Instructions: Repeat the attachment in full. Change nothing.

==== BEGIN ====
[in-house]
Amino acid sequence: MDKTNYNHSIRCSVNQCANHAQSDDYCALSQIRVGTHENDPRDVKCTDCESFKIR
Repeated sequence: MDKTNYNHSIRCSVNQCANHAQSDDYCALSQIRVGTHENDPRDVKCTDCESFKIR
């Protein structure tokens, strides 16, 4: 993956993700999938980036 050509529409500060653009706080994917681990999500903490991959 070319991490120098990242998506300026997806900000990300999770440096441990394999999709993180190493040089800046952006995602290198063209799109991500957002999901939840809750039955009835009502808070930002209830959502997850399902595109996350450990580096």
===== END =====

[in-house]
Amino acid sequence: MDKTNYNHSIRCSVNQCANHAQSDDYCALSQIRVGTHENDPRDVKCTDCESFKIR
Repeated sequence: MDKTNYNHSIRCSVNQCANHAQSDDYCALSQIRVGTHENDPRDVKCTDCESFKIR
């Protein structure tokens, strides 16, 4: 993956993700999938980036 050509529409500060653009706080994917681990999500903490991959 070319991490120098990242998506300026997806900000990300999770440096441990394999999709993180190493040089800046952006995602290198063209799109991500957002999901939840809750039955009835009502808070930002209830959502997850399902595109996350450990580096």